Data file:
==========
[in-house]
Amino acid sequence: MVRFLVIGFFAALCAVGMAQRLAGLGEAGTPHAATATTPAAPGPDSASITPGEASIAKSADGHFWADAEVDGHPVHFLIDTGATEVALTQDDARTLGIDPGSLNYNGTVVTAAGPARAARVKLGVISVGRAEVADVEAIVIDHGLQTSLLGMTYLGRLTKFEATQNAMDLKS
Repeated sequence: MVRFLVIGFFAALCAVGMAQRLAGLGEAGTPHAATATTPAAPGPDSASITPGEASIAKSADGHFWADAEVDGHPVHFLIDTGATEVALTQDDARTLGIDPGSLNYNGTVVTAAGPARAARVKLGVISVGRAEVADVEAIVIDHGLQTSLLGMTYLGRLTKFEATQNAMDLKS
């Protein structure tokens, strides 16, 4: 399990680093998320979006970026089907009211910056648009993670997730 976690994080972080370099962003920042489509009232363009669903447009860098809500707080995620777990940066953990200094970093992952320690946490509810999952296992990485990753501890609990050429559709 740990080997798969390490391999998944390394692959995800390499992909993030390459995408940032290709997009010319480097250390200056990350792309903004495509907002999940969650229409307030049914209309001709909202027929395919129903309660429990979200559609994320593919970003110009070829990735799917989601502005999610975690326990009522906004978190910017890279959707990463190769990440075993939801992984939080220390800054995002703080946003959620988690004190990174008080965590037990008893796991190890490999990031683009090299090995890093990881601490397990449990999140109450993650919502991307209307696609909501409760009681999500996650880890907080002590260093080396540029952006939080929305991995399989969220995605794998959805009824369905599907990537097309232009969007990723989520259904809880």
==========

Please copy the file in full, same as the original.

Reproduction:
[in-house]
Amino acid sequence: MVRFLVIGFFAALCAVGMAQRLAGLGEAGTPHAATATTPAAPGPDSASITPGEASIAKSADGHFWADAEVDGHPVHFLIDTGATEVALTQDDARTLGIDPGSLNYNGTVVTAAGPARAARVKLGVISVGRAEVADVEAIVIDHGLQTSLLGMTYLGRLTKFEATQNAMDLKS
Repeated sequence: MVRFLVIGFFAALCAVGMAQRLAGLGEAGTPHAATATTPAAPGPDSASITPGEASIAKSADGHFWADAEVDGHPVHFLIDTGATEVALTQDDARTLGIDPGSLNYNGTVVTAAGPARAARVKLGVISVGRAEVADVEAIVIDHGLQTSLLGMTYLGRLTKFEATQNAMDLKS
């Protein structure tokens, strides 16, 4: 399990680093998320979006970026089907009211910056648009993670997730 976690994080972080370099962003920042489509009232363009669903447009860098809500707080995620777990940066953990200094970093992952320690946490509810999952296992990485990753501890609990050429559709 740990080997798969390490391999998944390394692959995800390499992909993030390459995408940032290709997009010319480097250390200056990350792309903004495509907002999940969650229409307030049914209309001709909202027929395919129903309660429990979200559609994320593919970003110009070829990735799917989601502005999610975690326990009522906004978190910017890279959707990463190769990440075993939801992984939080220390800054995002703080946003959620988690004190990174008080965590037990008893796991190890490999990031683009090299090995890093990881601490397990449990999140109450993650919502991307209307696609909501409760009681999500996650880890907080002590260093080396540029952006939080929305991995399989969220995605794998959805009824369905599907990537097309232009969007990723989520259904809880």